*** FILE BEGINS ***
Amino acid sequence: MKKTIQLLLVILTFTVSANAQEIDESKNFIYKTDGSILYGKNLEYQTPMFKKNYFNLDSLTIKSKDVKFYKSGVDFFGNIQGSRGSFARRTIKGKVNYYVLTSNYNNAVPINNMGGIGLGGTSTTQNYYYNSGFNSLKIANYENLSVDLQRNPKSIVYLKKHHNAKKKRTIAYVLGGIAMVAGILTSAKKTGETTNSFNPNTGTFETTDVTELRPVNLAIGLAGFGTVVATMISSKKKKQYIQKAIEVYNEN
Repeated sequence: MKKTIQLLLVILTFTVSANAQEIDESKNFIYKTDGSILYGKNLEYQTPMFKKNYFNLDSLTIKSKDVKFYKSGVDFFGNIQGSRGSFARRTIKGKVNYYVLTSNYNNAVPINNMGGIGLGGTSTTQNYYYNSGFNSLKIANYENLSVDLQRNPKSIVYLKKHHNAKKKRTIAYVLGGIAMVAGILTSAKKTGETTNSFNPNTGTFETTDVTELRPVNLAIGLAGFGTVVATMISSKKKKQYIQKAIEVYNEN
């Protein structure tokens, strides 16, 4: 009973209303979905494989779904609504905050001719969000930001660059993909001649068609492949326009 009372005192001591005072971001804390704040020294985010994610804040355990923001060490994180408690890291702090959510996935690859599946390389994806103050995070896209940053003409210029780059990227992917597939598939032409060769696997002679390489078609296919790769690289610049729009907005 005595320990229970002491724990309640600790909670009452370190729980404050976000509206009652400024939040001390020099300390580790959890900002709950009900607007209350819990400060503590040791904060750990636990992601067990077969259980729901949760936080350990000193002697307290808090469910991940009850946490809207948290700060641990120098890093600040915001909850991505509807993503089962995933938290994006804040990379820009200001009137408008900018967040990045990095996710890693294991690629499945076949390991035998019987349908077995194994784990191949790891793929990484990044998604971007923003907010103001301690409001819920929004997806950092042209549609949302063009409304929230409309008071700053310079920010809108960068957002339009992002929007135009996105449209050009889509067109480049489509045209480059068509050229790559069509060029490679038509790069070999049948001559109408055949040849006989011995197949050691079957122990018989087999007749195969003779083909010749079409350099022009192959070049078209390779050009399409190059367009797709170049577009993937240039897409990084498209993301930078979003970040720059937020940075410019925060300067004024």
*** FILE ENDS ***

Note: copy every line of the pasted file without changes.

Amino acid sequence: MKKTIQLLLVILTFTVSANAQEIDESKNFIYKTDGSILYGKNLEYQTPMFKKNYFNLDSLTIKSKDVKFYKSGVDFFGNIQGSRGSFARRTIKGKVNYYVLTSNYNNAVPINNMGGIGLGGTSTTQNYYYNSGFNSLKIANYENLSVDLQRNPKSIVYLKKHHNAKKKRTIAYVLGGIAMVAGILTSAKKTGETTNSFNPNTGTFETTDVTELRPVNLAIGLAGFGTVVATMISSKKKKQYIQKAIEVYNEN
Repeated sequence: MKKTIQLLLVILTFTVSANAQEIDESKNFIYKTDGSILYGKNLEYQTPMFKKNYFNLDSLTIKSKDVKFYKSGVDFFGNIQGSRGSFARRTIKGKVNYYVLTSNYNNAVPINNMGGIGLGGTSTTQNYYYNSGFNSLKIANYENLSVDLQRNPKSIVYLKKHHNAKKKRTIAYVLGGIAMVAGILTSAKKTGETTNSFNPNTGTFETTDVTELRPVNLAIGLAGFGTVVATMISSKKKKQYIQKAIEVYNEN
């Protein structure tokens, strides 16, 4: 009973209303979905494989779904609504905050001719969000930001660059993909001649068609492949326009 009372005192001591005072971001804390704040020294985010994610804040355990923001060490994180408690890291702090959510996935690859599946390389994806103050995070896209940053003409210029780059990227992917597939598939032409060769696997002679390489078609296919790769690289610049729009907005 005595320990229970002491724990309640600790909670009452370190729980404050976000509206009652400024939040001390020099300390580790959890900002709950009900607007209350819990400060503590040791904060750990636990992601067990077969259980729901949760936080350990000193002697307290808090469910991940009850946490809207948290700060641990120098890093600040915001909850991505509807993503089962995933938290994006804040990379820009200001009137408008900018967040990045990095996710890693294991690629499945076949390991035998019987349908077995194994784990191949790891793929990484990044998604971007923003907010103001301690409001819920929004997806950092042209549609949302063009409304929230409309008071700053310079920010809108960068957002339009992002929007135009996105449209050009889509067109480049489509045209480059068509050229790559069509060029490679038509790069070999049948001559109408055949040849006989011995197949050691079957122990018989087999007749195969003779083909010749079409350099022009192959070049078209390779050009399409190059367009797709170049577009993937240039897409990084498209993301930078979003970040720059937020940075410019925060300067004024």